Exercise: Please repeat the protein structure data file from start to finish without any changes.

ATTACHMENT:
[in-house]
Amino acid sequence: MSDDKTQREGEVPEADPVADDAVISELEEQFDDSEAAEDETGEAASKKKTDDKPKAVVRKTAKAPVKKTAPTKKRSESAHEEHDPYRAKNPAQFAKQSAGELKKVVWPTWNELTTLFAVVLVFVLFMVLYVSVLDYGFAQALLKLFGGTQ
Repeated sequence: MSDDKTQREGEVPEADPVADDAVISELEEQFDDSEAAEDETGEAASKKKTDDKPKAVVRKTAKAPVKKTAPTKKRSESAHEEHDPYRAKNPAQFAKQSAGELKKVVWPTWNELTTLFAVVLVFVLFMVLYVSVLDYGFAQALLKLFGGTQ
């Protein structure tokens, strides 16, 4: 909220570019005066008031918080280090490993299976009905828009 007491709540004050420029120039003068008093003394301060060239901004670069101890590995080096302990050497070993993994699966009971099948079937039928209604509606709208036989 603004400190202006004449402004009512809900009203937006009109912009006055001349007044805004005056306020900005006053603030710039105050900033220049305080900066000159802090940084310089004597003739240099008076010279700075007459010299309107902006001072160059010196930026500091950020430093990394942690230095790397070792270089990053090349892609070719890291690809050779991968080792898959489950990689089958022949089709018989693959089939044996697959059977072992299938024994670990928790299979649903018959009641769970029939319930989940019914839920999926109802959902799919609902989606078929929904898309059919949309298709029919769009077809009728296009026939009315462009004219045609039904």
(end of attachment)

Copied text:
[in-house]
Amino acid sequence: MSDDKTQREGEVPEADPVADDAVISELEEQFDDSEAAEDETGEAASKKKTDDKPKAVVRKTAKAPVKKTAPTKKRSESAHEEHDPYRAKNPAQFAKQSAGELKKVVWPTWNELTTLFAVVLVFVLFMVLYVSVLDYGFAQALLKLFGGTQ
Repeated sequence: MSDDKTQREGEVPEADPVADDAVISELEEQFDDSEAAEDETGEAASKKKTDDKPKAVVRKTAKAPVKKTAPTKKRSESAHEEHDPYRAKNPAQFAKQSAGELKKVVWPTWNELTTLFAVVLVFVLFMVLYVSVLDYGFAQALLKLFGGTQ
């Protein structure tokens, strides 16, 4: 909220570019005066008031918080280090490993299976009905828009 007491709540004050420029120039003068008093003394301060060239901004670069101890590995080096302990050497070993993994699966009971099948079937039928209604509606709208036989 603004400190202006004449402004009512809900009203937006009109912009006055001349007044805004005056306020900005006053603030710039105050900033220049305080900066000159802090940084310089004597003739240099008076010279700075007459010299309107902006001072160059010196930026500091950020430093990394942690230095790397070792270089990053090349892609070719890291690809050779991968080792898959489950990689089958022949089709018989693959089939044996697959059977072992299938024994670990928790299979649903018959009641769970029939319930989940019914839920999926109802959902799919609902989606078929929904898309059919949309298709029919769009077809009728296009026939009315462009004219045609039904």